The Psychoneurologic Symptom Cluster and Its Association With Breast Cancer Genomic Instability

Susan C. Grayson

Susan M. Sereika

Yvette P. Conley

Adrian V. Lee

Steffi Oesterreich

Theresa A. Koleck

Margaret Q. Rosenzweig

Tiantong Liu

Susan W. Wesmiller

symptom science, breast cancer, cancer genomics, cell-free DNA
ONF 2024, 51(4), 391-403. DOI: 10.1188/24.ONF.391-403

Objectives: To phenotype the psychoneurologic (PN) symptom cluster in individuals with metastatic breast cancer and associate those phenotypes with individual characteristics and cancer genomic variables from circulating tumor DNA.

Sample & Setting: This study included 201 individuals with metastatic breast cancer recruited in western Pennsylvania.

Methods & Variables: A descriptive, cross-sectional design was used. Symptom data were collected via the MD Anderson Symptom Inventory, and cancer genomic data were collected via ultra-low-pass whole-genome sequencing of circulating tumor DNA from participant blood.

Results: Three distinct PN symptom phenotypes were described in a population with metastatic breast cancer: mild symptoms, moderate symptoms, and severe mood-related symptoms. Breast cancer TP53 deletion was significantly associated with membership in a moderate to severe symptoms phenotype (p = 0.013).

Implications for Nursing: Specific cancer genomic changes associated with increased genomic instability may be predictive of PN symptoms. This finding may enable proactive treatment or reveal new therapeutic targets for symptom management.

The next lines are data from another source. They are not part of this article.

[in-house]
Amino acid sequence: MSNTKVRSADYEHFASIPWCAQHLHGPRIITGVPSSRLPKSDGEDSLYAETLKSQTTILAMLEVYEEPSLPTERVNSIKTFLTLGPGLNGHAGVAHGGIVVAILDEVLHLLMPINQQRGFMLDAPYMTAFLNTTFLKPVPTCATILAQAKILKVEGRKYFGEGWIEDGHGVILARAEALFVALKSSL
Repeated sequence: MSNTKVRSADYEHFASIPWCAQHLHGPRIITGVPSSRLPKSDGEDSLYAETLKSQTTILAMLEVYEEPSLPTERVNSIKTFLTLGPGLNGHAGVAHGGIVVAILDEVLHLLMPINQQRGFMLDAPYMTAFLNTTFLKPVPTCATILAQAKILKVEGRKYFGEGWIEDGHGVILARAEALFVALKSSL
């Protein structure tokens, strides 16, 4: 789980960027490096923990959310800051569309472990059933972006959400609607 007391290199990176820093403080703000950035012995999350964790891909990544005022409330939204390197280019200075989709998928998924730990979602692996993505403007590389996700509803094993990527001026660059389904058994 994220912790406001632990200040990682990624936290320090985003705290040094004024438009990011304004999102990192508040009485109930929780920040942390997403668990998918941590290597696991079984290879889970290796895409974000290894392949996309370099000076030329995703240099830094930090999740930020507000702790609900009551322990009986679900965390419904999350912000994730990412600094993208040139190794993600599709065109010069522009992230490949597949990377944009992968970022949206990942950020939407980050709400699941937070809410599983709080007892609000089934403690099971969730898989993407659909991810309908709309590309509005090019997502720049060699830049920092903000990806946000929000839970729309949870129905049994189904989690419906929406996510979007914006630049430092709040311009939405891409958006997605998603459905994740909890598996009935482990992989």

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    Severe symptoms are associated with breast cancer and its treatment and can lead to decreased quality of life (Hamer et al., 2017). Between 28% and 52% of individuals with metastatic breast cancer experience the psychoneurologic (PN) symptom cluster, which includes pain, fatigue, sleep disturbance, anxiety, depression symptoms, and changes in cognitive function (Albusoul et al., 2017; Niklasson et al., 2017; Starkweather et al., 2013; Sullivan et al., 2018). A systematic review of multiple studies indicates that the PN symptom cluster occurs across the treatment trajectory (So et al., 2021). These symptoms may be present at the time of diagnosis or before the initiation of therapy, and pretreatment symptom severity may be predictive of the symptom experience throughout treatment (Fox et al., 2020; Grayson, Sereika, et al., 2023; Li et al., 2020; Tometich et al., 2019). Precision health research will enable the prediction of patients who are at highest risk for experiencing the PN symptom cluster and explain underlying biologic mechanisms. Accurate symptom prognostication may allow for more proactive symptom interventions, as opposed to reactive treatments once individuals report symptoms.

    The National Cancer Institute (n.d.) defines genomic instability as the tendency of cancer cells to accumulate mutations and gross genomic anomalies such as chromosome number aberrations. Significant interactions exist between cancer genomic instability and systemic inflammation (Hanahan & Weinberg, 2011; Kawanishi et al., 2017). Inflammation, in turn, has been associated with the severity and occurrence of PN symptoms (Jehn et al., 2012; Ji et al., 2017; Khosravi et al., 2019; Mark et al., 2017; Schmidt et al., 2016). This leads to the hypothesis that cancer genomic instability may be predictive of the PN symptom cluster (Grayson, Cummings, et al., 2023). Associations have been observed between tumor features and cognitive performance in individuals with breast cancer (Koleck et al., 2017). In addition, KRAS variants in colorectal cancer have been associated with depression symptoms in older adults with colorectal cancer (Zhou et al., 2016), supporting that cancer genomics may be associated with symptoms. However, the relationship between cancer genomic variation, including genomic instability, and a broad range of PN symptoms remains largely unexamined. One aim of this study was to investigate the relationship between breast cancer genomic instability and PN symptoms.